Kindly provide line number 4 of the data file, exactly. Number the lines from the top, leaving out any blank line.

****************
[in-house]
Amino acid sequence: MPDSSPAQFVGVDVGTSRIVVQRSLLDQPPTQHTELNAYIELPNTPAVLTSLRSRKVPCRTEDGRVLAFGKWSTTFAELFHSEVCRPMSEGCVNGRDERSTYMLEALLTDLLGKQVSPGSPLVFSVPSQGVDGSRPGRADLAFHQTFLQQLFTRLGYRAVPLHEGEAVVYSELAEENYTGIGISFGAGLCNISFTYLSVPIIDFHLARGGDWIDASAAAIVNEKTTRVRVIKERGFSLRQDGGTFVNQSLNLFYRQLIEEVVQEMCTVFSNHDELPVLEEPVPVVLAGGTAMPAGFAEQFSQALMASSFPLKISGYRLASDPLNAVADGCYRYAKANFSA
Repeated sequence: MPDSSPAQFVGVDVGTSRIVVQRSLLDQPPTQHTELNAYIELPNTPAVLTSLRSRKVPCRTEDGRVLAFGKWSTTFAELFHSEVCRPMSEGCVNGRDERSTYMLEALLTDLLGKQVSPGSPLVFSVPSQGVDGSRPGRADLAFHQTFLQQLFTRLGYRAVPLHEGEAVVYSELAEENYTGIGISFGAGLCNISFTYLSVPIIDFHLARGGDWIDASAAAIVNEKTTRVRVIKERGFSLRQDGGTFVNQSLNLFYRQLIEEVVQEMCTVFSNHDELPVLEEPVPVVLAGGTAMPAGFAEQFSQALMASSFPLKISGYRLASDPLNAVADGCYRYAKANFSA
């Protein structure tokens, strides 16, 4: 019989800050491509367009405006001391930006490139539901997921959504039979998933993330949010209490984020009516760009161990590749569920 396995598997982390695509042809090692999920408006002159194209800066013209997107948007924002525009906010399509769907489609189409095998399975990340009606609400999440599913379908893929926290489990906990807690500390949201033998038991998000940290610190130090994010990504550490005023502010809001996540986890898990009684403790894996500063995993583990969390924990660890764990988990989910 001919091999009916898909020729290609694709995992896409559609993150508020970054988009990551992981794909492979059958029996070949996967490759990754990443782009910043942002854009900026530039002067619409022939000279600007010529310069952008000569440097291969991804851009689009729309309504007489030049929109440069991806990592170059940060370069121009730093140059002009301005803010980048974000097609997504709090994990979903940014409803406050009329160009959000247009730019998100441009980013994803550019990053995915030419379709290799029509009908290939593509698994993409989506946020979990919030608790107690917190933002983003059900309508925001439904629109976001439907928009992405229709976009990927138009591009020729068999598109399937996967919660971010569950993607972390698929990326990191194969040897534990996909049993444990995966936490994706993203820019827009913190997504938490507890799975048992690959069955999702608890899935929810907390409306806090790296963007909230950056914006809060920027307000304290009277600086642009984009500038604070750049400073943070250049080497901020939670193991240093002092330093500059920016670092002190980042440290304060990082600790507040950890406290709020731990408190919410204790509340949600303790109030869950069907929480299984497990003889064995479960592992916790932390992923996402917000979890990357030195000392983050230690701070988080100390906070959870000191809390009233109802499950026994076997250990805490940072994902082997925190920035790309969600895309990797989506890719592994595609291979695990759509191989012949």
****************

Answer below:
């Protein structure tokens, strides 16, 4: 019989800050491509367009405006001391930006490139539901997921959504039979998933993330949010209490984020009516760009161990590749569920 396995598997982390695509042809090692999920408006002159194209800066013209997107948007924002525009906010399509769907489609189409095998399975990340009606609400999440599913379908893929926290489990906990807690500390949201033998038991998000940290610190130090994010990504550490005023502010809001996540986890898990009684403790894996500063995993583990969390924990660890764990988990989910 001919091999009916898909020729290609694709995992896409559609993150508020970054988009990551992981794909492979059958029996070949996967490759990754990443782009910043942002854009900026530039002067619409022939000279600007010529310069952008000569440097291969991804851009689009729309309504007489030049929109440069991806990592170059940060370069121009730093140059002009301005803010980048974000097609997504709090994990979903940014409803406050009329160009959000247009730019998100441009980013994803550019990053995915030419379709290799029509009908290939593509698994993409989506946020979990919030608790107690917190933002983003059900309508925001439904629109976001439907928009992405229709976009990927138009591009020729068999598109399937996967919660971010569950993607972390698929990326990191194969040897534990996909049993444990995966936490994706993203820019827009913190997504938490507890799975048992690959069955999702608890899935929810907390409306806090790296963007909230950056914006809060920027307000304290009277600086642009984009500038604070750049400073943070250049080497901020939670193991240093002092330093500059920016670092002190980042440290304060990082600790507040950890406290709020731990408190919410204790509340949600303790109030869950069907929480299984497990003889064995479960592992916790932390992923996402917000979890990357030195000392983050230690701070988080100390906070959870000191809390009233109802499950026994076997250990805490940072994902082997925190920035790309969600895309990797989506890719592994595609291979695990759509191989012949």